Surprising Results from a Survey of Bumble Bee Watch Users!
This past February, Bumble Bee Watch (BBW) users were invited to take a survey run by York University researchers to learn more about participant demographics, motives, and confidence with bumble bee identification. Three hundred forty-two people from across Canada and the United States responded to the survey, representing members of various ages, locations, and years of participation. Early results are now in and there are some interesting findings regarding why people get involved, how their skills and level of awareness have changed, and their thoughts about how the program can be improved as well as what is working well.
Why do people join and then stay involved with BBW? An overwhelming majority of respondents participate in BBW to contribute to scientific data collection (88%) and because they were worried about bees and want to help save them (83%). Over half participate to learn more about species on their property (63%) and region (56%), or because they have a personal interest in bumble bees (59%). Most individuals have other identification skills or interest, with birds, plants, and butterflies and moths being the top three groups reported. About half are also involved with an organization such as a gardening group, nature club, entomological society, birding group, or wildlife federation.
While there is a lot of enthusiasm for the project, 84% of respondents only rarely or sometimes submit photos, and 69% have submitted less than 10 observations in total. However, BBW increased awareness of the diversity of bumble bee species in 77% of participants, and 84% report improvement in their identification skills as a result of participation.
Participants also told us what they liked best about the program, and there was a lot! Example feedback included:
“Being able to contribute to data and learn about Bumblebees. The App is nice too! I also feel hopeful that there is more of a connection between science and laypeople.”
“Ease of use and friendly design, ability to see records from everyday people instead of just scientists, and how it’s helped find rare species.”
“Feeling like I contributed. I noticed that the USFWS must pull data from BBW because the range map for RPBBs in my town is clearly based on my sightings.”
“I enjoy keying out the bees and having my answers confirmed and learning what bees are in my area.”
“I like seeing where others have made sightings of bees.”
“The expert confirmations are great. I like seeing the sightings maps to give me an idea of where else the species has been seen, the sightings maps also help tell me where and how much observer effort goes (so if I wanted I could try to fill in “gaps”).”
“It is educational and fun. My kids really enjoy it.”
“What’s not to like! I’ve learned a lot, I love the fact that it’s contributing to citizen science and grows public awareness. Plus it’s fun. I wish I had a better camera though.”
What we’re taking from the survey:
- Faster photo identification (verification): We are working on ways to speed up turnaround time from submitting an observation to getting it verified. We are now getting individuals (such as summer research field assistants) who have more training and experience in identifying bees in specific regions to help with verifying the more easily distinguishable species. We are also launching a new Bumble Bee Enthusiast level, where members of the public who are knowledgeable about bumble bee identification can also provide feedback on images.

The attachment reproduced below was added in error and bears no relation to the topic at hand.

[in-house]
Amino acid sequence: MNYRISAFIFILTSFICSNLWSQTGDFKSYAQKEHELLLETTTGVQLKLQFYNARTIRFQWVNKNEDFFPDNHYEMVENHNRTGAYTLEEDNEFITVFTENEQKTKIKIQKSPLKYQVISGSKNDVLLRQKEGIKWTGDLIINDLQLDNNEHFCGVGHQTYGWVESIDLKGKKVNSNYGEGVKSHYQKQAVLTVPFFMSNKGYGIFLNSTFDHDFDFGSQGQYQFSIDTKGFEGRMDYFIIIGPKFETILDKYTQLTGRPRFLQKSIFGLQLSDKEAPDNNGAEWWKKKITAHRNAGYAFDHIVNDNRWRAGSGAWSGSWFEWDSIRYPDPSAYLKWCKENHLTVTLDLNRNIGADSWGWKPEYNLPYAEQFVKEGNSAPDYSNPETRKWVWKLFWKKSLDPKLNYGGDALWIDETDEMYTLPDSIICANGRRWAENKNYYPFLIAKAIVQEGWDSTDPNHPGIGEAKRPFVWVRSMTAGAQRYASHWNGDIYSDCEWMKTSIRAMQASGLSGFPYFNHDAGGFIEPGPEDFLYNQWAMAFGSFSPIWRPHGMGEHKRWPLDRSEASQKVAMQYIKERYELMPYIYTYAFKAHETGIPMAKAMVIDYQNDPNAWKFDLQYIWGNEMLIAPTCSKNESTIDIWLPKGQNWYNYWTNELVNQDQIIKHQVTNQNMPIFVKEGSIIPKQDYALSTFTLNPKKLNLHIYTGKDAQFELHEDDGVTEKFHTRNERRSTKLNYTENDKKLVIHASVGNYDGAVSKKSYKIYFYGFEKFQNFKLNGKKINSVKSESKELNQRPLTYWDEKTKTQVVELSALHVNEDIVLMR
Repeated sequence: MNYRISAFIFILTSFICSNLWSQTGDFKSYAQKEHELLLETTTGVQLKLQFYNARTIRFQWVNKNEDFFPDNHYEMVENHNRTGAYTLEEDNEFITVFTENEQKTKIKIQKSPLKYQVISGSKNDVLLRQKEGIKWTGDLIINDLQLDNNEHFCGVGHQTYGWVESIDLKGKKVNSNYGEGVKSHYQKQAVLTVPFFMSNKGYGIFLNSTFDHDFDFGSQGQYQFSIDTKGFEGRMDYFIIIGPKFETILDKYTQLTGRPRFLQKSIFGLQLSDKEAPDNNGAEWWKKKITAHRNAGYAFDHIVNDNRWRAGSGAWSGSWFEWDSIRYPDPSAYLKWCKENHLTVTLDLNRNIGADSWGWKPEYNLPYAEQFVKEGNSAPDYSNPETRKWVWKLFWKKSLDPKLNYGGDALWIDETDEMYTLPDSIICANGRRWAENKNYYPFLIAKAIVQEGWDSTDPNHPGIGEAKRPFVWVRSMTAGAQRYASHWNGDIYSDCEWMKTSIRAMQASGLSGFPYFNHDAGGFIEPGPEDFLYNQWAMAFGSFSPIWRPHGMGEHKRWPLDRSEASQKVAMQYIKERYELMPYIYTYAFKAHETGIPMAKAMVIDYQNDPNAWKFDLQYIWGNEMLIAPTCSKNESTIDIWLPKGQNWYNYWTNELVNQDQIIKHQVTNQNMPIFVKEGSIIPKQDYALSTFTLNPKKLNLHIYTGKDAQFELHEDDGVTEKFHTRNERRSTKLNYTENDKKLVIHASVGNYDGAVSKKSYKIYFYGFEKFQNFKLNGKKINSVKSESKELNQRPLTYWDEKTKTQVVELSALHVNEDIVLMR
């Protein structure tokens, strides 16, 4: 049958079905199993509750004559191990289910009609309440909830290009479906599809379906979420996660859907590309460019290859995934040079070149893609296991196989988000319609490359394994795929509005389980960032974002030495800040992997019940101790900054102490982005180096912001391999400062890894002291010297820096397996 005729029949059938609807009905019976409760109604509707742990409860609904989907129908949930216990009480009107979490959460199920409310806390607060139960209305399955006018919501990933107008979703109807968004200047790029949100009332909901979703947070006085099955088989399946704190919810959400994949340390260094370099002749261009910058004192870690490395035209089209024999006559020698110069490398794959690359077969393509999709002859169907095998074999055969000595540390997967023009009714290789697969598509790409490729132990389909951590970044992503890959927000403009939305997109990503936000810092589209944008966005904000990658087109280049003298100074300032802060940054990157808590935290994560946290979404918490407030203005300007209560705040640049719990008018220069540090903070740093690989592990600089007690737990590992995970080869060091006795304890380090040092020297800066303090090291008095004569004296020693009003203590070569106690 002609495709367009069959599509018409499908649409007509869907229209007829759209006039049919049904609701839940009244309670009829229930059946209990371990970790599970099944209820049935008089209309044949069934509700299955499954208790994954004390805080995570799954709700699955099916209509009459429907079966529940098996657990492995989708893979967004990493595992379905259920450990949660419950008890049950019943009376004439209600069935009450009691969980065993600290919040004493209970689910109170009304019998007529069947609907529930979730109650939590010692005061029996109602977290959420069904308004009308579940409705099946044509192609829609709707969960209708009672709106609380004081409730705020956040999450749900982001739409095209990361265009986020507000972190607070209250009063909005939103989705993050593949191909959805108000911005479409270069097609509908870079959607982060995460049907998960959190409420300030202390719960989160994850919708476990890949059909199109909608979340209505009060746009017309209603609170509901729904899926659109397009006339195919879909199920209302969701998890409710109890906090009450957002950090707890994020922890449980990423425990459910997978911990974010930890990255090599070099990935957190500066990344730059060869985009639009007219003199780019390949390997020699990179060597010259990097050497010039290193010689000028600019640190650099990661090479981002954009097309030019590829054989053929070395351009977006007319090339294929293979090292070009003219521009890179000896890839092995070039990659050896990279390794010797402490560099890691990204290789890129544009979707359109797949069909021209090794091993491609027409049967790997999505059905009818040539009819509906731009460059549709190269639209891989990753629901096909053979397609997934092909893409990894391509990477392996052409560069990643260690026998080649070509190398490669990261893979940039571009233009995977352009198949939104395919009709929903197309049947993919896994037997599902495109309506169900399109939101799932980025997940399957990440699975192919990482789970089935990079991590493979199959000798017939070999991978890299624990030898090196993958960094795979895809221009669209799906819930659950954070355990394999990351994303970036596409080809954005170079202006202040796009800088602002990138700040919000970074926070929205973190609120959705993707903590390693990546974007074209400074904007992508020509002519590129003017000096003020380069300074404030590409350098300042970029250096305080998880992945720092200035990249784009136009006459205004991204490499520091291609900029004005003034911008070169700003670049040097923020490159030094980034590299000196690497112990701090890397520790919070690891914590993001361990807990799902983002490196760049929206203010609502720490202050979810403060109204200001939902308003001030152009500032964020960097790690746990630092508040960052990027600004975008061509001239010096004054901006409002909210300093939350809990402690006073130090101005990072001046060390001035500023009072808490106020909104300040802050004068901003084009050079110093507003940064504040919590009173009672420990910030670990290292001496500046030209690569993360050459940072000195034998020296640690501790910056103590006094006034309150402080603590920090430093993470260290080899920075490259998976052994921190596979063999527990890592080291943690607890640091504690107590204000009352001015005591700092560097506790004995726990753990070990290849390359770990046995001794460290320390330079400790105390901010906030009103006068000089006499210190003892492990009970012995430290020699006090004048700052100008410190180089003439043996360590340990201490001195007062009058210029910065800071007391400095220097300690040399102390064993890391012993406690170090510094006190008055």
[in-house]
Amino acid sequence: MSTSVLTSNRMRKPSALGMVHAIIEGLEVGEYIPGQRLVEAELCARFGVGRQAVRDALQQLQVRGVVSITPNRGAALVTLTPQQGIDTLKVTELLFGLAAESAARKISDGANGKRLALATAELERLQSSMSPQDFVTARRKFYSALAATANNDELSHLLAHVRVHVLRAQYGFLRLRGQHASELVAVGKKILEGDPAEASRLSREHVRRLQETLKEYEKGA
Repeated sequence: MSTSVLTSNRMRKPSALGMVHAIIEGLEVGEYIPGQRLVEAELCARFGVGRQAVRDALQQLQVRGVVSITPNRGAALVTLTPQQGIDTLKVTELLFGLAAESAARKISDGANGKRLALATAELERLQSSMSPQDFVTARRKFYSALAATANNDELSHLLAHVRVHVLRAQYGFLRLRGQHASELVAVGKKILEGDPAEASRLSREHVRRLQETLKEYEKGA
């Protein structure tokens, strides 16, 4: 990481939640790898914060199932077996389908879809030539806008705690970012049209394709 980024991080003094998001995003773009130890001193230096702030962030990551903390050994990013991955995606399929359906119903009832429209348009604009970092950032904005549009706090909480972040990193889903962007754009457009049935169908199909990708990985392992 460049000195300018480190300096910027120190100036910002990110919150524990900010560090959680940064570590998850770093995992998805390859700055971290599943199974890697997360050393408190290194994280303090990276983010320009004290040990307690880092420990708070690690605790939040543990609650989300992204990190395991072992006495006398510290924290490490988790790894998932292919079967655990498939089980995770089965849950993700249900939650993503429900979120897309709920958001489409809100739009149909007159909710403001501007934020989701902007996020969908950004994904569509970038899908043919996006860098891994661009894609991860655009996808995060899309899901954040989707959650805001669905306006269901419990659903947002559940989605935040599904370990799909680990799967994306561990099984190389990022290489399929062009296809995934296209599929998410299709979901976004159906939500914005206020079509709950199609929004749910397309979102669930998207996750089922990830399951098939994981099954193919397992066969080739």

- Photos to complement the identification diagrams during the submission process: While there is not currently a way to view photos of each species on the identification key screen, there are thousands of images in our photo gallery. By opening up a separate browser tab or window, opening up the gallery option, selecting the species you are interested in, and choosing the “verified” option, you can see if your mystery bee resembles the species you have narrowed it down to.
- Localized identification resources: While regional guides are something we are discussing, and are available in some areas, users from across Canada and the United States can use the map view on the website to see what species have been verified in their province/state. Simply select your province/state, ensure “verified” is listed for the status, and change the color coding to be by species rather than by status. Each species will appear as a different colour on the map with a legend underneath the map listing all of the species next to their colour dot.
- A more user-friendly website: We are continually working to improve the website, adding new features in response to feedback from users. If you have not been on the website recently, log in today!
- An app for smartphones and other devices: We launched an iOS app for iPhones, iPads, and iPods last summer, which can be downloaded from the App Store. We are currently beta testing one for Android devices and hope to have it launched soon: stay tuned for updates!
- Increased communications and reporting: Follow us on Facebook and Twitter or sign up for our bimonthly e-newsletter to get tips about BBW and learn more about how we’re using data from our users to help us better protect bumble bees.
Thanks to everyone who participated in our survey, and thanks to everyone who has submitted even one observation to our site. With the 2018 bumble bee season now underway, keep your eyes open and your camera handy, and help us to continue expanding our knowledge of bumble bees across Canada and the United States. Remember, you can submit your observations from both past and current years now at www.bumblebeewatch.org!
By Victoria MacPhail, York University